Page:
This is the only way you’re getting to Capri this year. Why resist?

SEX AND VANITY

True love will find a way, even among the status-obsessed and filthy rich.

There are few authors who could pull off wealth porn in the current cultural moment—perhaps only one. Kwan, author of the insanely popular Crazy Rich Asians trilogy, again manages to enchant, though this is crazy and rich without the Asian locales, food, and other cultural details. While the locations of this book—the isle of Capri and the Hamptons—are certainly glamorous and full of rich people, they are no Singapore or Hong Kong. Kwan overcomes that with his irresistibly knowing humor and delightful central characters. Lucie Tang Churchill ("92nd St. Y Nursery School / Brearley / Brown"; the educational resume of every character is provided like this) is Chinese American, and her love interest, George Zao, is “a Chinese boy from Hong Kong who had spent a few years in Australia,” leaving him with an Aussie accent and a surfboard. They meet and become aware of their furious vibrational connection at an over-the-top wedding on Capri—but a complete disaster intervenes to keep them apart. Well, not a disaster disaster, more of a public relations disaster. It involves drones. Next thing we know, Lucie is engaged to a simply awful, nouveau riche, social media–obsessed white boy named Cecil Pike, who has somehow been pronounced by Esquire “The Most Desired Dude on the Planet.” A faithful Kwan-ite will see poor Cecil immediately for the plot device he is: “The Obstacle,” who drives a Meteor over Fountain Blue Bentley Mulsanne and wears bespoke Corthay “Cannes” suede loafers. While he’s engineering the timeless love story and continuing our postgraduate education in all the things money can buy, Kwan manages to take a few swipes against snobbery and racism. Nice.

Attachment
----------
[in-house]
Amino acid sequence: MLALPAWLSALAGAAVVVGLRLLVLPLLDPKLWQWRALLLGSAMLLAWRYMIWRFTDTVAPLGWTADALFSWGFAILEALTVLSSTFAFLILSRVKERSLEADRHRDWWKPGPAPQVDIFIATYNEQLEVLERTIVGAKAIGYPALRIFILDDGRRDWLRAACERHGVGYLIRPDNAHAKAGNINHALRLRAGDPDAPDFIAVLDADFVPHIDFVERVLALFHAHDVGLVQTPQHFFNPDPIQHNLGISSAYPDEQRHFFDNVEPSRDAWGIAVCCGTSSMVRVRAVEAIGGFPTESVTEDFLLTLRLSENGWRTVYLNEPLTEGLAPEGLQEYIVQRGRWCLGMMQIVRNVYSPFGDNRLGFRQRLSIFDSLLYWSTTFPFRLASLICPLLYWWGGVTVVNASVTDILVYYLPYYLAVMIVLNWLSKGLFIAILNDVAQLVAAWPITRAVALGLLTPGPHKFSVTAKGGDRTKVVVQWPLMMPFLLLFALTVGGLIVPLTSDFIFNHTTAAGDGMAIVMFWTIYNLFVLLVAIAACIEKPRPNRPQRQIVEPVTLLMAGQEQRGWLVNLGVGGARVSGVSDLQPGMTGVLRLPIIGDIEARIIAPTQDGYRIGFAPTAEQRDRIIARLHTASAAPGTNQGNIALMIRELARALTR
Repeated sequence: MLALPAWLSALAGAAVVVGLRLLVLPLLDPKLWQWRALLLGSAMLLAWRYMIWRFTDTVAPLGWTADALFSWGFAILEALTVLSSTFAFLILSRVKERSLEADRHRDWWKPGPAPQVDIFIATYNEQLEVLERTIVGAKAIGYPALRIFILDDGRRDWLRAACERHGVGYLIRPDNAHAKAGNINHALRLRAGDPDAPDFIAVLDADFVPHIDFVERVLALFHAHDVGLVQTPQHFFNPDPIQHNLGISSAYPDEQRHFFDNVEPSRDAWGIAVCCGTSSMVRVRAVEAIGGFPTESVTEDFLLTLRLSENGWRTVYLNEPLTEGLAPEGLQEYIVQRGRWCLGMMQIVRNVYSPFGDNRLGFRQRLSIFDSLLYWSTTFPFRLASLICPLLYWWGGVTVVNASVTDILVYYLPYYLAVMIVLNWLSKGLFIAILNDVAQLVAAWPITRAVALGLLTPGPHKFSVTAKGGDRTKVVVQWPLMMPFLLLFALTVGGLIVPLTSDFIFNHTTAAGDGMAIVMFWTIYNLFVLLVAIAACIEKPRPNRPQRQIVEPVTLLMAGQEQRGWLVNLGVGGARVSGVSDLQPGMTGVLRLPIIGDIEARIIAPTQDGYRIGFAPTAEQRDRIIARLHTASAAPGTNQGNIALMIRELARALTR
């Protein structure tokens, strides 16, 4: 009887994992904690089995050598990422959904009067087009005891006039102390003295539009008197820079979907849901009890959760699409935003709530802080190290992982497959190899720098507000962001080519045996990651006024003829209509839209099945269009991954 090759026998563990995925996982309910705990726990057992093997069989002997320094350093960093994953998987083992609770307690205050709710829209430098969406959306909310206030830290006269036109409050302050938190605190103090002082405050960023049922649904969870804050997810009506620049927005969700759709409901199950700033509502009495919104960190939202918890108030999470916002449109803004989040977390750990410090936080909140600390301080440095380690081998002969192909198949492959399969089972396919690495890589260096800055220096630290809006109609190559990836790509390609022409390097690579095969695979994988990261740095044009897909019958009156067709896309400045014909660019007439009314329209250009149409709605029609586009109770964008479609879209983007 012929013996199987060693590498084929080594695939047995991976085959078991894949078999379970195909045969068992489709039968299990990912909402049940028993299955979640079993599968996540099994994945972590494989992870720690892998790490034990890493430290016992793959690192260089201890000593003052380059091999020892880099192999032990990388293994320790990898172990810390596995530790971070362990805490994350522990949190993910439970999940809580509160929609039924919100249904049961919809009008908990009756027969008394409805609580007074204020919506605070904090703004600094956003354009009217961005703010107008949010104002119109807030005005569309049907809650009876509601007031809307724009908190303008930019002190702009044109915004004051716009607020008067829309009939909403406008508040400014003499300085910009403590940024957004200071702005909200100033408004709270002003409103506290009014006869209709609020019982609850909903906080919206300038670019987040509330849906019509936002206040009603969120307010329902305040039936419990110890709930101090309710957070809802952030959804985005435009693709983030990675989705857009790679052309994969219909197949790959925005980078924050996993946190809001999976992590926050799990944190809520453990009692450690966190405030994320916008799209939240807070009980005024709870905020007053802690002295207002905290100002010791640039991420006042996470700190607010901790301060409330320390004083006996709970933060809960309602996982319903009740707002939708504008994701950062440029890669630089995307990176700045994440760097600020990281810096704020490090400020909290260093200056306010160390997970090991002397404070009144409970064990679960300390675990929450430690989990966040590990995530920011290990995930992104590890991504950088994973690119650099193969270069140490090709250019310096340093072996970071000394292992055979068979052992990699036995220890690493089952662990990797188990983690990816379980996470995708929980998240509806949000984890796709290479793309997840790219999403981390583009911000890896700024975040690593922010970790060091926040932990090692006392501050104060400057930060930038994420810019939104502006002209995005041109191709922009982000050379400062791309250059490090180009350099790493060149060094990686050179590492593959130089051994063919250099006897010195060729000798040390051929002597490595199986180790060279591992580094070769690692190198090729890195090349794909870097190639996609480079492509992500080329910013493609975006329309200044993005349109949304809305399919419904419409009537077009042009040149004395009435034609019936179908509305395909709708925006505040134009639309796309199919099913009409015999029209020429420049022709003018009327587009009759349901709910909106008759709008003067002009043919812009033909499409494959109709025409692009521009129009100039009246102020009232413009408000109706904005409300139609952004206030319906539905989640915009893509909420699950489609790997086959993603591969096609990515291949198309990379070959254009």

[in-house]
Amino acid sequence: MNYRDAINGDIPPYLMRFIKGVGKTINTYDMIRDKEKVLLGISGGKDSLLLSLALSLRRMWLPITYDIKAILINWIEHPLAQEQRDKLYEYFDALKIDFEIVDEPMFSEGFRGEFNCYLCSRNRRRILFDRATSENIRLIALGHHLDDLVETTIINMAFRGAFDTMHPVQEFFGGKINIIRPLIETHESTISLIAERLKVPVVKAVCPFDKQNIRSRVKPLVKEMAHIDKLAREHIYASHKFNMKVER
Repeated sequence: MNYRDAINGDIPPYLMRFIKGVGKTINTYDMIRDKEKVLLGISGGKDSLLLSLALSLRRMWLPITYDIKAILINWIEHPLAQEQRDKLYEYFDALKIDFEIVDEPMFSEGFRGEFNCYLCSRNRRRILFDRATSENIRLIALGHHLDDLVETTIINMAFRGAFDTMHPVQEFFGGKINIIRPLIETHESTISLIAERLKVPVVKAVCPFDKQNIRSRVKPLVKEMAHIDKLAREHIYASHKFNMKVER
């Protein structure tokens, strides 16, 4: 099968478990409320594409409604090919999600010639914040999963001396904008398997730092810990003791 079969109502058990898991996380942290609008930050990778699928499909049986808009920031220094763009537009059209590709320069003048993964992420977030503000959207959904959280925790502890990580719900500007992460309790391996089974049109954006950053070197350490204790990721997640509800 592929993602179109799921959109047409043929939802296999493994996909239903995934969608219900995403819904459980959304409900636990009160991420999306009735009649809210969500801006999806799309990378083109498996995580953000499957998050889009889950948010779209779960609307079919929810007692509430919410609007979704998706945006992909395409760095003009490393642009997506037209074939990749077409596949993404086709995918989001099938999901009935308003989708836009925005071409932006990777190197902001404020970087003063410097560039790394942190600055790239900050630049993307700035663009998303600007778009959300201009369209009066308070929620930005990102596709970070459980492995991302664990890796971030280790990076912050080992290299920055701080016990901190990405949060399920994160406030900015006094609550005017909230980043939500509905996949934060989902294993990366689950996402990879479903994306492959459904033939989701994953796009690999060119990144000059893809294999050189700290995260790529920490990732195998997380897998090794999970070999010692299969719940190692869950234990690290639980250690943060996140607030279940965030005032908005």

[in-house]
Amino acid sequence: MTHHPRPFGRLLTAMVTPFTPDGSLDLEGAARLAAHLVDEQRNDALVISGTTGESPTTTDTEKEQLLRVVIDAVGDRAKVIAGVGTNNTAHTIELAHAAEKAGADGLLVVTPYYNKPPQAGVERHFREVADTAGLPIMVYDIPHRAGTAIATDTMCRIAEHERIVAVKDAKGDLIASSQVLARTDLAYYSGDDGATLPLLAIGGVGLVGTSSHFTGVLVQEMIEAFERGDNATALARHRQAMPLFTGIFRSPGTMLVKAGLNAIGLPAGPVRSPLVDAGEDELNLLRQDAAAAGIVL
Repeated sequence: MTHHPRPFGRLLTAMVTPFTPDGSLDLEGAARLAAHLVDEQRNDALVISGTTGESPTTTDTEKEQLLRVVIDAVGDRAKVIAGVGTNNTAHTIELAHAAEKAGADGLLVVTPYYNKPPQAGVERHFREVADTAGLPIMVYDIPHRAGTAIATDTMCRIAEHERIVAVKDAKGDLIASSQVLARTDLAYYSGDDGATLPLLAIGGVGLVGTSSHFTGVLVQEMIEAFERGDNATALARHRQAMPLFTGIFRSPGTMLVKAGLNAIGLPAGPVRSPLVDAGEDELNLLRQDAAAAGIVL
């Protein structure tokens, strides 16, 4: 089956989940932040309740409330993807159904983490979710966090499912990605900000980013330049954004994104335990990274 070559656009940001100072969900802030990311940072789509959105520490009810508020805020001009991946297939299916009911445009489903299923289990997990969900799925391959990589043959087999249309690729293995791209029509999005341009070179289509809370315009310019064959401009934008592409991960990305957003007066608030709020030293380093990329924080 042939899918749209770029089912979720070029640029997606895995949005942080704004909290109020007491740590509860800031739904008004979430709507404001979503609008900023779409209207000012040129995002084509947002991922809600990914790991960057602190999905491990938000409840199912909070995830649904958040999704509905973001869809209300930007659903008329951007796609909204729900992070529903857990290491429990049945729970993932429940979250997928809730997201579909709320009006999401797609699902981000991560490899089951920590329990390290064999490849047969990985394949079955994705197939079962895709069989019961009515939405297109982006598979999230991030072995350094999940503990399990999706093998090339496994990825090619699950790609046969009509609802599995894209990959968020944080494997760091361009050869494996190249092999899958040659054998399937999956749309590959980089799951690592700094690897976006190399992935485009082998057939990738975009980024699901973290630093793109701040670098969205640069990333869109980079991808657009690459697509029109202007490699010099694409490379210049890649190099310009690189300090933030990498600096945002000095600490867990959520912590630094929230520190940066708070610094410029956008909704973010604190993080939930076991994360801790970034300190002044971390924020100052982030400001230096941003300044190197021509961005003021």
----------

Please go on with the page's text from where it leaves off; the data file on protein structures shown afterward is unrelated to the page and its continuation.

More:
This is the only way you’re getting to Capri this year. Why resist?

Pub Date: June 30, 2020

ISBN: 978-0-385-54627-0

Page Count: 336

Publisher: Doubleday

Review Posted Online: May 4, 2020

Kirkus Reviews Issue: May 15, 2020

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With captivating dialogue, angst-y characters, and a couple of steamy sex scenes, Hoover has done it again.

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REMINDERS OF HIM

After being released from prison, a young woman tries to reconnect with her 5-year-old daughter despite having killed the girl’s father.